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Royal Society study suggests GM seeds, not pollen, responsible for cross-breeding

(Saturday, July 19, 2003 -- CropChoice news) -- International Environment Reporter, Vol 26 Number 14, 07/02/03, page 675:

LONDON--New evidence suggesting genetically modified seeds as opposed to pollen may be the main vehicle for cross breeding with natural crops sparked an angry exchange June 18 in the House of Commons between British Prime Minister Tony Blair and his newly dismissed environment minister. Michael Meacher, whom Blair removed as environment minister in his June 12 Cabinet reshuffle, challenged the prime minister directly over a June 18 study from the Royal Society, Britain's national academy of science, that claims that GM crops are at least as likely to cross breed through seeds as pollen, with humans and farm machinery dispersing them widely.

A public debate is under way in Britain, with the government due to announce the results of three-year field-scale trials in September. But the study that sparked the exchange in the House of Commons is the first to seriously challenge conventional thinking that only pollen can spread GM strains to conventional crops. It used molecular biology techniques to see if genes from the commercial crop could spread though seeds. Meacher said the results of the study could have large implications for GM crop sitings.

Previous studies have focused on pollen dispersal as the main route. But the study for the Royal Society--conducted by scientists at the Université de Lille in France and to be published in Proceedings B, a Royal Society scientific journal--said seed dispersal could be inadvertently assisted by human activity.

Genes Turned Up 1.5 Kilometers Away

The study looked at sugar beet, a crop that can be cross bred easily with close natural relatives such as sea beet. It concluded that GM seeds can be carried long distances on farm machinery to cross with wild relatives. It found genes from commercial sugar beet turned up in wild plants growing more than 1.5 kilometers away. It concluded that GM crops were likely to escape the confines of any buffer zone established to protect wild crops from GM crops.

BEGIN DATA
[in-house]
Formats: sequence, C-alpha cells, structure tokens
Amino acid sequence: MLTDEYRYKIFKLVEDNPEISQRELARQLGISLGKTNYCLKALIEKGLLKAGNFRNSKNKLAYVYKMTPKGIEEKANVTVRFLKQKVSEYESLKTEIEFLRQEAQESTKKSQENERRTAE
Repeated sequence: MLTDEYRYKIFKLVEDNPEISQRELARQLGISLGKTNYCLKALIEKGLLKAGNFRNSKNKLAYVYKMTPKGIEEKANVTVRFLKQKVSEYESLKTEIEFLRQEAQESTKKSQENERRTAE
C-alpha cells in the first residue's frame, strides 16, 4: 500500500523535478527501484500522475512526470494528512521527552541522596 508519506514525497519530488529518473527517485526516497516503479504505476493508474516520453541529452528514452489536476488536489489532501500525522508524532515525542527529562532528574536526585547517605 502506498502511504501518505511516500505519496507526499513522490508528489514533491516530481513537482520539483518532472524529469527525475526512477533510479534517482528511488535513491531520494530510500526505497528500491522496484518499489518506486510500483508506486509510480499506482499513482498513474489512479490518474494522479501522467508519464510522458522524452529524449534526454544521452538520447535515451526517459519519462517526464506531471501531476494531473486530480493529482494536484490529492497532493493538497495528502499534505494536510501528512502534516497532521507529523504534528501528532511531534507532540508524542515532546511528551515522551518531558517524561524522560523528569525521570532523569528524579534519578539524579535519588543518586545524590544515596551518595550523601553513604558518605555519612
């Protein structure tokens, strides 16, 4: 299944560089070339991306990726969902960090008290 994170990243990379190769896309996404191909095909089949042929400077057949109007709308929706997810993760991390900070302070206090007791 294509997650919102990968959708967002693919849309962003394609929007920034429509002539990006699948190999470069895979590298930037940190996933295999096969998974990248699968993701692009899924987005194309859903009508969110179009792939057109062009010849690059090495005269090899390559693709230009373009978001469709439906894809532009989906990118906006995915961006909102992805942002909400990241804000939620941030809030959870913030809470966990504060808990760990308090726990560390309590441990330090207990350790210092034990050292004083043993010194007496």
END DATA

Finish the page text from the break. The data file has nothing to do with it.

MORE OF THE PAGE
None of the beets was genetically modified, but the findings "highlighted the likelihood for transgene [GM] escape" and hybridization through seed dispersal, said Jean-Francois Arnaud, who carried out the research. "The location of such crops had to be done cautiously," he concluded. "Gene flow and interbreeding from cultivated to wild plant populations has important and ecological consequences. If GMO sugar beets are established in regions where populations of the wild form also occur, then gene flow between wild and cultivated relatives is almost inevitable."

Arnaud said the new evidence reinforces the agricultural economic issues caused by increased invasiveness of GM crops and implies that greater caution is needed in locating GM crops. "If GMO sugar beets are established in regions where populations of the wild form also occur, then gene flow between wild and cultivated relatives is almost inevitable," he said.

Friends of the Earth accused Blair of side-stepping the questions from Meacher. "The comments made by the Prime Minister on GM crops give every impression that he has already made up his mind on this issue," Friends of the Earth's Director Tony Juniper said. "He has refused to say if we will take a precautionary approach to GM crop commercialization. He makes no mention of the central importance of public opinion, even though we are in the midst of a government funded debate on the subject. He criticizes those urging legitimate caution and gives hearty praise to the companies behind this technology when for many people the power of these mighty corporations is a major part of their concern."

Just Learning Long-Term Effects of GMOs

Jupiter said, "The research shows once again that we are still only beginning to learn about the potential long-term impacts of GM crops on the environment. It also shows that human activity plays a significant role in spreading GM material over long distances. There must now be a major rethink on the impacts that GM crops may have on our food, farming, and environment," he said.

A spokesman for Britain's Department of Environment, Food, and Rural Affairs said, "It has long been recognized that GM crop genes might be spread by various means, including via seeds lodged in farm machinery. Although gene transfer to wild plants or non-GM crops may occur, it does not mean that there will necessarily be an adverse safety impact."

DEFRA added that the code of practice for growing GM crops developed by the Supply Chain Initiative on Modified Agricultural Crops, a farming and industry group, already has provisions on cleaning farm machinery to minimize seed transfer.

For details on how to obtain a full copy of the paper, contact Tim Reynolds at the Royal Society at tim.reynolds@absw.org.uk.